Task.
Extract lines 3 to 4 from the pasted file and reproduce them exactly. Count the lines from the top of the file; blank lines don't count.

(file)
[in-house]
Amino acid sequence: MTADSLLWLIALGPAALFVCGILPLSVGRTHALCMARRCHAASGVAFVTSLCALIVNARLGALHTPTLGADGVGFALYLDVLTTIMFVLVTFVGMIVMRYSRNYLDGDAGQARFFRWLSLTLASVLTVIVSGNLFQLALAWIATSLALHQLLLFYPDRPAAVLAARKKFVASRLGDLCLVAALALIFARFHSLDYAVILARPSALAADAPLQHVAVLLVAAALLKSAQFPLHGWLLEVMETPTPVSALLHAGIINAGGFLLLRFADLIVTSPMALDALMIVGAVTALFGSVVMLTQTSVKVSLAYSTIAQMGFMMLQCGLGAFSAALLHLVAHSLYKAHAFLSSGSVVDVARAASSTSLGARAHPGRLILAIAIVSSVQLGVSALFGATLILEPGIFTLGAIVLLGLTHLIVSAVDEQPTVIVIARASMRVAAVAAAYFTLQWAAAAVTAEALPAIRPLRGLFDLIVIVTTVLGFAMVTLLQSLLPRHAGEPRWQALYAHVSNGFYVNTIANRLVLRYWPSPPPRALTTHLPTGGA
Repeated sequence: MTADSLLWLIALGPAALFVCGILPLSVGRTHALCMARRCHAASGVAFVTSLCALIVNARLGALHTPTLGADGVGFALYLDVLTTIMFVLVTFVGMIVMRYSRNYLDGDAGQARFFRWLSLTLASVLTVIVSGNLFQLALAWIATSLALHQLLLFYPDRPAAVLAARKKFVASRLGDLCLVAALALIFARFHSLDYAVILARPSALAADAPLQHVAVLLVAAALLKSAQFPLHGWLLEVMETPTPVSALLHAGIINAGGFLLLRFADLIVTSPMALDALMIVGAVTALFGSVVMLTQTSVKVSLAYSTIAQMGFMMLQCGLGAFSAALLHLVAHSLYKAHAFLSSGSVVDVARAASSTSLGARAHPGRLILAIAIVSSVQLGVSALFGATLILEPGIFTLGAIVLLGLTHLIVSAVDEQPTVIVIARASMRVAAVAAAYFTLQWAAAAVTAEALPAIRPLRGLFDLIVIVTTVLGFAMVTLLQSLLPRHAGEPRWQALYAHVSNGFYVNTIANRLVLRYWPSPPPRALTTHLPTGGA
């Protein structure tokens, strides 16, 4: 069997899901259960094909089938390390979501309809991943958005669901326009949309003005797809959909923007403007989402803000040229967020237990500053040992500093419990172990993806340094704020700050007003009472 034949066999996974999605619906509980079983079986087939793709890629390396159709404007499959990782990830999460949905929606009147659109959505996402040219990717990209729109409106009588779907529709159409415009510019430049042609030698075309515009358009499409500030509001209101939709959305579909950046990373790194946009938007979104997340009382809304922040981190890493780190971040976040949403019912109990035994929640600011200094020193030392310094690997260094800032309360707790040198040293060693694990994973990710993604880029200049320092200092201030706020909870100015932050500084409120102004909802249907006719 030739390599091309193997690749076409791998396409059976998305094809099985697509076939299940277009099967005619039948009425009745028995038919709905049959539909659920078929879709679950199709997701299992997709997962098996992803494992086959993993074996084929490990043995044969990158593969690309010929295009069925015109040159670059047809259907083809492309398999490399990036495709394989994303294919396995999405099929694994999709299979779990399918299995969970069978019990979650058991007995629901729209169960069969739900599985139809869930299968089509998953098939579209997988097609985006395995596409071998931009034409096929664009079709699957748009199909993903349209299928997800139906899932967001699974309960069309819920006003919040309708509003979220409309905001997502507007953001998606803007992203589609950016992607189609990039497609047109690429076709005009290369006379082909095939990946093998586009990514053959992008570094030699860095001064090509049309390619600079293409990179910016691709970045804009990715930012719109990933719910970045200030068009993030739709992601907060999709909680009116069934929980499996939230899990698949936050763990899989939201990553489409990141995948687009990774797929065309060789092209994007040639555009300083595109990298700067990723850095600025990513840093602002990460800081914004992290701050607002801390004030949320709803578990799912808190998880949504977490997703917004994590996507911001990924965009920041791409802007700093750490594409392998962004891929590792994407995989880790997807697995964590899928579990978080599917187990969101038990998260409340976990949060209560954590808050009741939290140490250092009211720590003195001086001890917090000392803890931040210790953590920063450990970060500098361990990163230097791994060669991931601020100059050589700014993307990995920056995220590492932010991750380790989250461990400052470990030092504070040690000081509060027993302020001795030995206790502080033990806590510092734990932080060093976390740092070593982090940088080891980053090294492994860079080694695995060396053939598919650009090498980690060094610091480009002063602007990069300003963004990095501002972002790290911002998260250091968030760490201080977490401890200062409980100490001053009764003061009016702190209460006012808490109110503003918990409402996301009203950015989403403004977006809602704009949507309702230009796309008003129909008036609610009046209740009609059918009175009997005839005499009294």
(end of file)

Repeated sequence: MTADSLLWLIALGPAALFVCGILPLSVGRTHALCMARRCHAASGVAFVTSLCALIVNARLGALHTPTLGADGVGFALYLDVLTTIMFVLVTFVGMIVMRYSRNYLDGDAGQARFFRWLSLTLASVLTVIVSGNLFQLALAWIATSLALHQLLLFYPDRPAAVLAARKKFVASRLGDLCLVAALALIFARFHSLDYAVILARPSALAADAPLQHVAVLLVAAALLKSAQFPLHGWLLEVMETPTPVSALLHAGIINAGGFLLLRFADLIVTSPMALDALMIVGAVTALFGSVVMLTQTSVKVSLAYSTIAQMGFMMLQCGLGAFSAALLHLVAHSLYKAHAFLSSGSVVDVARAASSTSLGARAHPGRLILAIAIVSSVQLGVSALFGATLILEPGIFTLGAIVLLGLTHLIVSAVDEQPTVIVIARASMRVAAVAAAYFTLQWAAAAVTAEALPAIRPLRGLFDLIVIVTTVLGFAMVTLLQSLLPRHAGEPRWQALYAHVSNGFYVNTIANRLVLRYWPSPPPRALTTHLPTGGA
């Protein structure tokens, strides 16, 4: 069997899901259960094909089938390390979501309809991943958005669901326009949309003005797809959909923007403007989402803000040229967020237990500053040992500093419990172990993806340094704020700050007003009472 034949066999996974999605619906509980079983079986087939793709890629390396159709404007499959990782990830999460949905929606009147659109959505996402040219990717990209729109409106009588779907529709159409415009510019430049042609030698075309515009358009499409500030509001209101939709959305579909950046990373790194946009938007979104997340009382809304922040981190890493780190971040976040949403019912109990035994929640600011200094020193030392310094690997260094800032309360707790040198040293060693694990994973990710993604880029200049320092200092201030706020909870100015932050500084409120102004909802249907006719 030739390599091309193997690749076409791998396409059976998305094809099985697509076939299940277009099967005619039948009425009745028995038919709905049959539909659920078929879709679950199709997701299992997709997962098996992803494992086959993993074996084929490990043995044969990158593969690309010929295009069925015109040159670059047809259907083809492309398999490399990036495709394989994303294919396995999405099929694994999709299979779990399918299995969970069978019990979650058991007995629901729209169960069969739900599985139809869930299968089509998953098939579209997988097609985006395995596409071998931009034409096929664009079709699957748009199909993903349209299928997800139906899932967001699974309960069309819920006003919040309708509003979220409309905001997502507007953001998606803007992203589609950016992607189609990039497609047109690429076709005009290369006379082909095939990946093998586009990514053959992008570094030699860095001064090509049309390619600079293409990179910016691709970045804009990715930012719109990933719910970045200030068009993030739709992601907060999709909680009116069934929980499996939230899990698949936050763990899989939201990553489409990141995948687009990774797929065309060789092209994007040639555009300083595109990298700067990723850095600025990513840093602002990460800081914004992290701050607002801390004030949320709803578990799912808190998880949504977490997703917004994590996507911001990924965009920041791409802007700093750490594409392998962004891929590792994407995989880790997807697995964590899928579990978080599917187990969101038990998260409340976990949060209560954590808050009741939290140490250092009211720590003195001086001890917090000392803890931040210790953590920063450990970060500098361990990163230097791994060669991931601020100059050589700014993307990995920056995220590492932010991750380790989250461990400052470990030092504070040690000081509060027993302020001795030995206790502080033990806590510092734990932080060093976390740092070593982090940088080891980053090294492994860079080694695995060396053939598919650009090498980690060094610091480009002063602007990069300003963004990095501002972002790290911002998260250091968030760490201080977490401890200062409980100490001053009764003061009016702190209460006012808490109110503003918990409402996301009203950015989403403004977006809602704009949507309702230009796309008003129909008036609610009046209740009609059918009175009997005839005499009294």